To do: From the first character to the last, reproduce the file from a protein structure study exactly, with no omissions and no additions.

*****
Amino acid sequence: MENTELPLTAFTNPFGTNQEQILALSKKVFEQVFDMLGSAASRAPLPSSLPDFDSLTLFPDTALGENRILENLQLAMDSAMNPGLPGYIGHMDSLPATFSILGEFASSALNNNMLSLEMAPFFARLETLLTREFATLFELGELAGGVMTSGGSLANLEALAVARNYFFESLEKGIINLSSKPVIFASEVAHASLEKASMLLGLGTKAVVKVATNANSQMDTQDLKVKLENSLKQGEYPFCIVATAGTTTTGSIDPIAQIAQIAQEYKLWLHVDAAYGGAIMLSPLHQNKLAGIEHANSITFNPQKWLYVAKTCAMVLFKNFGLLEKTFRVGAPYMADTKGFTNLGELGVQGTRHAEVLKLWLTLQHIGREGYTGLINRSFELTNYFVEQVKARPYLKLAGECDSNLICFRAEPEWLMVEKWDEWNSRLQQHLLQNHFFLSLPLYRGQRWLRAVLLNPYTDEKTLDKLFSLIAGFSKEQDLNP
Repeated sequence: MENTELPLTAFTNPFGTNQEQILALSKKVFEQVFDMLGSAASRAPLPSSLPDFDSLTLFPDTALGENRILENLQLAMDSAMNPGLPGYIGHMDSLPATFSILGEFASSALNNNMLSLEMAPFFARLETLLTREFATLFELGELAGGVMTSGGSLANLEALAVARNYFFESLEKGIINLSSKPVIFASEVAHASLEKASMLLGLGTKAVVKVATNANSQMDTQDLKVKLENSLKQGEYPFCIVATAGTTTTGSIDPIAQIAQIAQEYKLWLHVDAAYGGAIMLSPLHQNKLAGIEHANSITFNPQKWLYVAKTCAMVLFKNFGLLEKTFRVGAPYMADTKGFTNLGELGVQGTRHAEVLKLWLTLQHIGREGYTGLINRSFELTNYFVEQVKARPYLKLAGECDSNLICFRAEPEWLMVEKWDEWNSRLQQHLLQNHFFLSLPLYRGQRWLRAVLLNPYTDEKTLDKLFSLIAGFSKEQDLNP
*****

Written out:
Amino acid sequence: MENTELPLTAFTNPFGTNQEQILALSKKVFEQVFDMLGSAASRAPLPSSLPDFDSLTLFPDTALGENRILENLQLAMDSAMNPGLPGYIGHMDSLPATFSILGEFASSALNNNMLSLEMAPFFARLETLLTREFATLFELGELAGGVMTSGGSLANLEALAVARNYFFESLEKGIINLSSKPVIFASEVAHASLEKASMLLGLGTKAVVKVATNANSQMDTQDLKVKLENSLKQGEYPFCIVATAGTTTTGSIDPIAQIAQIAQEYKLWLHVDAAYGGAIMLSPLHQNKLAGIEHANSITFNPQKWLYVAKTCAMVLFKNFGLLEKTFRVGAPYMADTKGFTNLGELGVQGTRHAEVLKLWLTLQHIGREGYTGLINRSFELTNYFVEQVKARPYLKLAGECDSNLICFRAEPEWLMVEKWDEWNSRLQQHLLQNHFFLSLPLYRGQRWLRAVLLNPYTDEKTLDKLFSLIAGFSKEQDLNP
Repeated sequence: MENTELPLTAFTNPFGTNQEQILALSKKVFEQVFDMLGSAASRAPLPSSLPDFDSLTLFPDTALGENRILENLQLAMDSAMNPGLPGYIGHMDSLPATFSILGEFASSALNNNMLSLEMAPFFARLETLLTREFATLFELGELAGGVMTSGGSLANLEALAVARNYFFESLEKGIINLSSKPVIFASEVAHASLEKASMLLGLGTKAVVKVATNANSQMDTQDLKVKLENSLKQGEYPFCIVATAGTTTTGSIDPIAQIAQIAQEYKLWLHVDAAYGGAIMLSPLHQNKLAGIEHANSITFNPQKWLYVAKTCAMVLFKNFGLLEKTFRVGAPYMADTKGFTNLGELGVQGTRHAEVLKLWLTLQHIGREGYTGLINRSFELTNYFVEQVKARPYLKLAGECDSNLICFRAEPEWLMVEKWDEWNSRLQQHLLQNHFFLSLPLYRGQRWLRAVLLNPYTDEKTLDKLFSLIAGFSKEQDLNP